Google's latest Nexus 4 smartphone is a great deal at only $300 or $350 for the 8GB or 16GB model, unlocked, and without the nuisance of a contract. But even though its specs are about on par with today's top performing phones, it falls short in one critical aspect: no official support for LTE networks. The key word here is 'official', as new videos have popped up showing the phone can actually handle some form of LTE.

As it happens the Nexus 4, developed by LG, is closely based on the company's Optimus G handset using the same Qualcomm Snapdragon chipset with a built in LTE radio. But in order for the capability to work properly it must be combined with other essential hardware, such as a signal amplifier and filter, which the Nexus 4 lacks. Google left this feature out in order to have complete control of the software with no carrier intervention – there's no access to LTE networks without working with each carrier in one way or another.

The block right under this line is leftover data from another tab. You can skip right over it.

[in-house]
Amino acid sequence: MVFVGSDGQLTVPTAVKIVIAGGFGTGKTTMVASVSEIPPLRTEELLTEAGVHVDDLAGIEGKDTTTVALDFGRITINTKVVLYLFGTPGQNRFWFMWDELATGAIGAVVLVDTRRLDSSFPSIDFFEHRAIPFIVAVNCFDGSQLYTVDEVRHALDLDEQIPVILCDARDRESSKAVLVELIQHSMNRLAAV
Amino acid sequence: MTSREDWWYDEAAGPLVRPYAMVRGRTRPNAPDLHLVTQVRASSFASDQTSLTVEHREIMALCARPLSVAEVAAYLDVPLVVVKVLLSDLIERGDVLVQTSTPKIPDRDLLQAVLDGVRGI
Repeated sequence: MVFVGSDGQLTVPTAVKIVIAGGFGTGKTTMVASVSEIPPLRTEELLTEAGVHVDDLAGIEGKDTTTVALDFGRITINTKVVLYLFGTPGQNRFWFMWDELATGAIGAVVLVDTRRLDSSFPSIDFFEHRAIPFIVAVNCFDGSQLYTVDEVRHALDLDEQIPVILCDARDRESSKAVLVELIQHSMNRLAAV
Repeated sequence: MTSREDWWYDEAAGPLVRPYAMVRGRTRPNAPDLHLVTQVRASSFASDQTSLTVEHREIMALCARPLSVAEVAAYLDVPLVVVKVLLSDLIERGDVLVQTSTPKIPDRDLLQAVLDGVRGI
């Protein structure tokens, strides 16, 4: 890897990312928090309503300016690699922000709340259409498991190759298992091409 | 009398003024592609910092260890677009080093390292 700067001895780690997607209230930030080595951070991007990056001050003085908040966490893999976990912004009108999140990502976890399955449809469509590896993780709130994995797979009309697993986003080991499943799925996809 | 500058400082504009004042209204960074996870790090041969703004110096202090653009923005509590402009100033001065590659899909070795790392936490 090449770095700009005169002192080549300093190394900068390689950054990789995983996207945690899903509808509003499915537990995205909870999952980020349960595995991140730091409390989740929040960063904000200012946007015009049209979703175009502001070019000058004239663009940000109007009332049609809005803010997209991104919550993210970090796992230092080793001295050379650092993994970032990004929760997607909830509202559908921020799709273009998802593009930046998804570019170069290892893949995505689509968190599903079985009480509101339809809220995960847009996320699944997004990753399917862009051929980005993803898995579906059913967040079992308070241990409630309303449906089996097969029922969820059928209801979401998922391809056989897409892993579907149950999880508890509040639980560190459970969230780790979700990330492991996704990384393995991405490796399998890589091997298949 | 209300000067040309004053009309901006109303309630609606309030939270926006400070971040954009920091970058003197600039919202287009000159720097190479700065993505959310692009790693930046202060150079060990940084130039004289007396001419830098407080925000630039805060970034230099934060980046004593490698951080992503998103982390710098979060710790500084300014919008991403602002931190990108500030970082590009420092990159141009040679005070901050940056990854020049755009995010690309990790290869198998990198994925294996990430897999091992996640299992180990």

But it turns out LTE Band 4 (1700MHz and 2100MHz) could be supported with the hardware already are onboard the Nexus 4. The folks at TekGadg were able to hit speeds of up to 16Mbps on the Telus LTE network, which happens to use this frequency along with Rogers and Bell in Canada, and all it took was changing a setting in a test menu accessed with simple short-code on the phone's dialer.

According to the video, all you need to do is dial in *#*#4636#*#*. This will bring up a menu with the phone's settings where you can switch the default WCDMA preferred mode to to one that supports LTE.

The bad news is outside of Canada pretty much no one else is using these bands for LTE. AT&T is licensed to operate on Band 4, but for now they've only deployed LTE on Band 17 (700MHz) – same as Verizon. There's a glimmer of hope for T-Mobile customers, however, as the company plans to launch LTE on Band 4 next year.